Seeing the networks in your company

Thus far we have assumed that we had network data. But data like the “Professionals” was gathered using a survey in a real organization. In this post I will walk you through the process of creating a simple network survey in SurveyMonkey (a web based survey application) and analyzing the responses from the survey using R. Lets begin by going to www.surveymonkey.com.  Here is the landing page (as of May 5, 2017). You will need to purchase a basic subscription to download the data (I purchased an educator subscription for $18).

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I’ve signed up for a free account (for now). After I complete all my signup information. Here is the screen that I get, asking me to start by creating a survey.

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I will call my survey, “Simple Network Survey.” I enter this into the text box, and then press + Add Questions. Pressing this takes me to a new screen.

 

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In order to create the appropriate network data (where we know who considers whom a friend, advice giver, etc.), we will need to begin by asking people who they are. I prefer to do this first using a dropdown menu where an individual can select just one option. The question I ask is: What is your name? Please select from the dropdown menu.  Make sure that the question type is “Dropdown”

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Once I have this, I would like to enter the names of the people who will be taking the survey. My list (of fake people) include: Alice, Bob, Chris, Dina, Elena, Frank, and Greg. I add these using the “Add Answers in Bulk” option:

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Once I click save, I move to the Options tab, and I check off “Require an Answer to This Question.” Next I click DONE. 

I now create a new page (+ New Page). This is where I will place the network survey.

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For the purposes of this example, I will only ask two questions about people’s networks. What questions shall we ask?

Perhaps one of the things that hardest to teach about network analysis is determining the right types of questions to ask people. The questions should reveal something people and their social networks that we might not have been able to assess if we hadn’t asked them those questions.

We can think about kinds of questions in terms of a 2×2 — on one dimension we have questions about networks that provide people with resources (Instrumental) and on the other, we have questions about more personal/social relationships (e.g., Expresssive).  On the other dimension we have questions that are either “Enduring or qualitative” or “Event based.” The table below summarizes some examples.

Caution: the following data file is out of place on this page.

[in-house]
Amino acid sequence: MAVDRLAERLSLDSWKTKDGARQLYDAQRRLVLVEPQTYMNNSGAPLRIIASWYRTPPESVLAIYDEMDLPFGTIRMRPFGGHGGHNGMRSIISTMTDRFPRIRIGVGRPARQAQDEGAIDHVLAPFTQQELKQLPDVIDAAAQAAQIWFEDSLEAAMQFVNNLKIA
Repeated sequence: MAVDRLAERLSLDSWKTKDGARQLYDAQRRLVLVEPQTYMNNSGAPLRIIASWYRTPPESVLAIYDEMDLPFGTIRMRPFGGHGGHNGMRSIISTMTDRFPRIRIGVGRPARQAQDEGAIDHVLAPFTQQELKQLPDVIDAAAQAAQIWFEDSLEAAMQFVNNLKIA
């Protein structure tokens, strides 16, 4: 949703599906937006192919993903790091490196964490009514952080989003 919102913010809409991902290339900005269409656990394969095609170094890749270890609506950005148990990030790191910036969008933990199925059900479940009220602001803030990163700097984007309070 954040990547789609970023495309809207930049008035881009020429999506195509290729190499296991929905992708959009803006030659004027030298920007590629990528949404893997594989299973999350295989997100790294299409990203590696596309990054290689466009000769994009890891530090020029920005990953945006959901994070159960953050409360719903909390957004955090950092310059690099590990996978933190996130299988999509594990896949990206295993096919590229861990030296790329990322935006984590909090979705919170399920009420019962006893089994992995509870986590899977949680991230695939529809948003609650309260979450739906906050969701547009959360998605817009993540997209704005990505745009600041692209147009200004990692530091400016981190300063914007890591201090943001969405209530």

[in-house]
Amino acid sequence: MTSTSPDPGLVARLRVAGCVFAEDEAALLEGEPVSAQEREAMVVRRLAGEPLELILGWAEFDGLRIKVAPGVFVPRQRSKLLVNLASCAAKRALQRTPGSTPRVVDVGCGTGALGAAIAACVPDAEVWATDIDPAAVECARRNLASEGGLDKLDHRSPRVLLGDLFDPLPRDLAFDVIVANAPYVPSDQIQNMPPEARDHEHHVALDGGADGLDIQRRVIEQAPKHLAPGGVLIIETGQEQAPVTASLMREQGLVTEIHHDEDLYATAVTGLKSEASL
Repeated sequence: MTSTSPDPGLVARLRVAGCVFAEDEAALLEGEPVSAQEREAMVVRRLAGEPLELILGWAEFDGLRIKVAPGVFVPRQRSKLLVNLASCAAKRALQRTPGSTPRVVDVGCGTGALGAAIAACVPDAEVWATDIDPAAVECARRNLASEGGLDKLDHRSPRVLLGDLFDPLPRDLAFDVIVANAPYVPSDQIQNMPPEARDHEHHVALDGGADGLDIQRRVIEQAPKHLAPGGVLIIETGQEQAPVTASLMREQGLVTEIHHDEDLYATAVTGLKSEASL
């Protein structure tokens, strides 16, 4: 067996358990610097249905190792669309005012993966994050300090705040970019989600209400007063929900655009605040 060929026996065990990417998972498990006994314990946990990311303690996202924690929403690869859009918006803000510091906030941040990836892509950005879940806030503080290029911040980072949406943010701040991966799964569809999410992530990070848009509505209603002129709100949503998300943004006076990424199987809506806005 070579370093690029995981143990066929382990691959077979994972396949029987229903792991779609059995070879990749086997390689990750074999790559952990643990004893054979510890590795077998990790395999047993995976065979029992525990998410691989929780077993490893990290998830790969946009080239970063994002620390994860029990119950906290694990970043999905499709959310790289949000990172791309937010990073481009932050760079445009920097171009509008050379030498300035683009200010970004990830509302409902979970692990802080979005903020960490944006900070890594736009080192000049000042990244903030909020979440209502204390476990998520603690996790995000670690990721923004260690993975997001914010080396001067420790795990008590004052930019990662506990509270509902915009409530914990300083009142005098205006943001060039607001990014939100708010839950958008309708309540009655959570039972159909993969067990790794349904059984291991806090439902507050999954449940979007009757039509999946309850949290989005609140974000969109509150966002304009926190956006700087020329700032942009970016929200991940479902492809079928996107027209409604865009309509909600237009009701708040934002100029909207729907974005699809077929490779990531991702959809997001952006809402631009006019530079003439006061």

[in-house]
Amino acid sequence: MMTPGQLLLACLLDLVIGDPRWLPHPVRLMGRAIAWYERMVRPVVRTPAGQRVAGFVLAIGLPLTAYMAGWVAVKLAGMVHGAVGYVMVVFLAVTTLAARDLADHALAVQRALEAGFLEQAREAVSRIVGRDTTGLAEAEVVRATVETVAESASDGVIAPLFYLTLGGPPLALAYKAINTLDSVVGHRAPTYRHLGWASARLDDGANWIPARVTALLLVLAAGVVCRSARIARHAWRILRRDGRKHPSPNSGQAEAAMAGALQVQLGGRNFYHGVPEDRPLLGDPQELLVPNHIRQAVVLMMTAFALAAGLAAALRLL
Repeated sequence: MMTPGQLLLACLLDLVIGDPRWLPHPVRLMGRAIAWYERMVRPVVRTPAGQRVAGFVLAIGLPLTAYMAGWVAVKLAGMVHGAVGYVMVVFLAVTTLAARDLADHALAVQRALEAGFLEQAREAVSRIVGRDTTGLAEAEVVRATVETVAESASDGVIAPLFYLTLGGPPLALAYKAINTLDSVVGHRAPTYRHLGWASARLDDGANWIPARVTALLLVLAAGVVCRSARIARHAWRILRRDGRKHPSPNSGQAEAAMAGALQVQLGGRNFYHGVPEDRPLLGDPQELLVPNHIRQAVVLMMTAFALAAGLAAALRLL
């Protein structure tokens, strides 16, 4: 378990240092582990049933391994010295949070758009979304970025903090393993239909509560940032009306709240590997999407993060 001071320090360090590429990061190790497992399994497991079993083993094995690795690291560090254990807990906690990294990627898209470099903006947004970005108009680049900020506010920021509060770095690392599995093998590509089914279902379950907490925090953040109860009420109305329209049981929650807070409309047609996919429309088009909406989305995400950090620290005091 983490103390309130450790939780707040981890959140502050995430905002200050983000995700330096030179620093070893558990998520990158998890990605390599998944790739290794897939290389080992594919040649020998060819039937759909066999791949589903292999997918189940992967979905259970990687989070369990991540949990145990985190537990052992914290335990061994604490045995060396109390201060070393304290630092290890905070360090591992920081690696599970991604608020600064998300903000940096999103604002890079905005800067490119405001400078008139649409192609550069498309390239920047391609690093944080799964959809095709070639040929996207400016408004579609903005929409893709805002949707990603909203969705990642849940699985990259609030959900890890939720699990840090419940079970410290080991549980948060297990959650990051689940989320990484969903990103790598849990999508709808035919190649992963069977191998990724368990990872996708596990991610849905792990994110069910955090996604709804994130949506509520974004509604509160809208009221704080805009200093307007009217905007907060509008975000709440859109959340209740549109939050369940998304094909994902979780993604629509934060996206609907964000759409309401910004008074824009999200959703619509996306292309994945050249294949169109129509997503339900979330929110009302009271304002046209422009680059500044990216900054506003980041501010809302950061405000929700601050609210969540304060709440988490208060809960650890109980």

Enduring/Qualitative Event Based
Instrumental Advice

Task

Information

Asked for advice in the past week.
Expressive Friendship

Trust

Social support

Informally go to Lunch

Talked about important personal matters

Here are some examples:

Questions about who you know:

Below is a list of names of your colleagues at [firm name]. Some of them you may (1) know well, others you (2) may be acquainted with, and still others (3) you may not know at all. Please check the box next to the names of those individuals who are in categories (1) or (2).

Advice (Work-related)

Sometimes it is useful to get help or advice from your colleagues on performing some aspect of doing your work well. Please check the box next to the names of those individuals who you would approach for help or advice on such work related issues.

Advice (Work related) Reciprocal

There also may be people who come to you seeking help or advice about doing their own work well. Please check the box next to the names of those individuals who might typically come to you for help or advice on work related issues.

Advice (Career and Success)

Sometimes it is useful to seek advice from colleagues at work about more than just how to do your work well. For example, you may be interested in “how things work” around here, or how to optimize your chances for a successful career here. If you needed help along these lines, who would you go to for help or advice regarding these issues?  Please check the box next to the names of those individuals who you would approach for help or advice on these non-technical related issues.

Advice (Career and Success) Reciprocal

There also may be people who come to you seeking help or advice about such non-task related issues. Please check the box next to the names of those individuals who might typically come to you for help or advice along these dimensions.

Friendship

Sometimes during the course of interactions at the workplace, friendships form. We are interested in whether you have people at [firm name] who you consider to be friends of yours. Please check the box next to the names of the individuals who you think of as friends here at [firm name].